]);

    results.push({
      iteration: i,
      dataLength,
      t1: Number.isFinite(t1) ? Number(t1).toFixed(3) : t1,
      t2: Number.isFinite(t2) ? Number(t2).toFixed(3) : t2
    });
  }

  return results;
};

processIterations().then(results => {
  console.log(`\t# Elements\tt1\tt2\tt2:t1 ratio`);
  results.forEach(({ iteration, dataLength, t1, t2 }, i, arr) => {
    const prev = arr[i - 1] || {};
    const t2t1Ratio = Number(t2 / t1).toFixed(2);
    const t1Ratio = Number(t1 / prev.t1).toFixed(1);
    const t2Ratio = Number(t2 / prev.t2).toFixed(1);

    console.log(
      `${iteration}\t${dataLength}\t${t1}(${t1Ratio})\t${t2}(${t2Ratio})\t${t2t1Ratio}`
    );
  });
});

    # Elements  t1 avg          t2 avg          t2:t1 ratio 
0   1           0.002(NaN)      0.003(NaN)      1.50 
1   2           0.002(1.0)      0.004(1.3)      2.00 
2   4           0.003(1.5)      0.005(1.3)      1.67 
3   8           0.006(2.0)      0.006(1.2)      1.00 
4   16          0.005(0.8)      0.012(2.0)      2.40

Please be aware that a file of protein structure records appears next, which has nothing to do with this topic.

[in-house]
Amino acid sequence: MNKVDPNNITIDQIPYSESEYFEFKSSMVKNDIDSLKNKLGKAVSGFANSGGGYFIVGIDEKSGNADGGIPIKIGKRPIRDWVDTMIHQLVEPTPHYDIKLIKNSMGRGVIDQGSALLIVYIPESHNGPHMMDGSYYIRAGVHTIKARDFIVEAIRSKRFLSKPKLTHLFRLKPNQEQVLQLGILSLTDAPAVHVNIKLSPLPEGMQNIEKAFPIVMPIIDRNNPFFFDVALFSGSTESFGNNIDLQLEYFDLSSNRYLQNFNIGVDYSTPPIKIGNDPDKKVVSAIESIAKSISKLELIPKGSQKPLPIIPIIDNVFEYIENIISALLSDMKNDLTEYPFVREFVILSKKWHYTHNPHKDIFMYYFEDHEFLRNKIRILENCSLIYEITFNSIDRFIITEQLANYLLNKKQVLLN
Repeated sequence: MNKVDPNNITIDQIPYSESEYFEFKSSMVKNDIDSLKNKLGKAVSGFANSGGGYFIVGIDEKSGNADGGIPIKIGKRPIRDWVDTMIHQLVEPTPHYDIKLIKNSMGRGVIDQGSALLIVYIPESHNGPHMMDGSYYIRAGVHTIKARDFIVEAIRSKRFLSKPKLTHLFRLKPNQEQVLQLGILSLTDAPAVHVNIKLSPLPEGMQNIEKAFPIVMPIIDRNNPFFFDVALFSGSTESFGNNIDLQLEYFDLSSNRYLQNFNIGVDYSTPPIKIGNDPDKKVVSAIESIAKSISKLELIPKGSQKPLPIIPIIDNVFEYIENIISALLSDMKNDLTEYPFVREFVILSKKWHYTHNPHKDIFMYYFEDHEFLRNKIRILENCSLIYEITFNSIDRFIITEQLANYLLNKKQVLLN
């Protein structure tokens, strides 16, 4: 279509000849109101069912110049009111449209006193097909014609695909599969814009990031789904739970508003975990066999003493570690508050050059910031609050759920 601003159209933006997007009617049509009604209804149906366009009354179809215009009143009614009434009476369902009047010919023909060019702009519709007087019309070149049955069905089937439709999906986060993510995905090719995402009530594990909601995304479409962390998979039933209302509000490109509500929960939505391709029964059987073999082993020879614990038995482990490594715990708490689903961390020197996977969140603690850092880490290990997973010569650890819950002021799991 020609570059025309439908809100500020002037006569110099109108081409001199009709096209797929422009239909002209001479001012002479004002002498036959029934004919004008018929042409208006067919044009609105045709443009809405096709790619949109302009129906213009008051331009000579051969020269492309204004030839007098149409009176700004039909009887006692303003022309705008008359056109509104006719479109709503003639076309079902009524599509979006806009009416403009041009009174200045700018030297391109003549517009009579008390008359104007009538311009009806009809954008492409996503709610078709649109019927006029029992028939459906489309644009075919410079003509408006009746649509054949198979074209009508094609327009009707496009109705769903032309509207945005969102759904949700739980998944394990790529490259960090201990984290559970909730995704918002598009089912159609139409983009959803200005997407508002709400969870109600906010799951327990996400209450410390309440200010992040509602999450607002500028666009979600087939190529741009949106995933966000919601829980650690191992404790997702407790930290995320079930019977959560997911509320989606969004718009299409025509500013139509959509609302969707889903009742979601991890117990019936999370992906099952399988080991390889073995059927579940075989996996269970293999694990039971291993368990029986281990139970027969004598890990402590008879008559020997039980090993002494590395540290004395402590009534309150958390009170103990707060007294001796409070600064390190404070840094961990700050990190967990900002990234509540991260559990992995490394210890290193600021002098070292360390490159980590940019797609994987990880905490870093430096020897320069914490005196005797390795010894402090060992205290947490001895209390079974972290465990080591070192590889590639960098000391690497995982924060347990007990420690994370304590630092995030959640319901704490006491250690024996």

5   32          0.011(2.2)      0.016(1.3)      1.45 
6   64          0.031(2.8)      0.029(1.8)      0.94 
7   128         0.084(2.7)      0.048(1.7)      0.57 
8   256         0.270(3.2)      0.094(2.0)      0.35 
9   512         1.032(3.8)      0.186(2.0)      0.18 
10  1024        4.696(4.6)      0.372(2.0)      0.08 
11  2048        16.303(3.5)     0.749(2.0)      0.05 
12  4096        67.092(4.1)     1.492(2.0)      0.02 
13  8192        266.986(4.0)    3.018(2.0)      0.01 
14  16384       1081.774(4.1)   6.785(2.2)      0.01 
15  32768       skipped(NaN)    12.298(1.8)     NaN 
16  65536       skipped(NaN)    25.941(2.1)     NaN 
17  131072      skipped(NaN)    49.775(1.9)     NaN 
18  262144      skipped(NaN)    99.556(2.0)     NaN 
19  524288      skipped(NaN)    195.841(2.0)    NaN 

Notes:

  • Average time is in milliseconds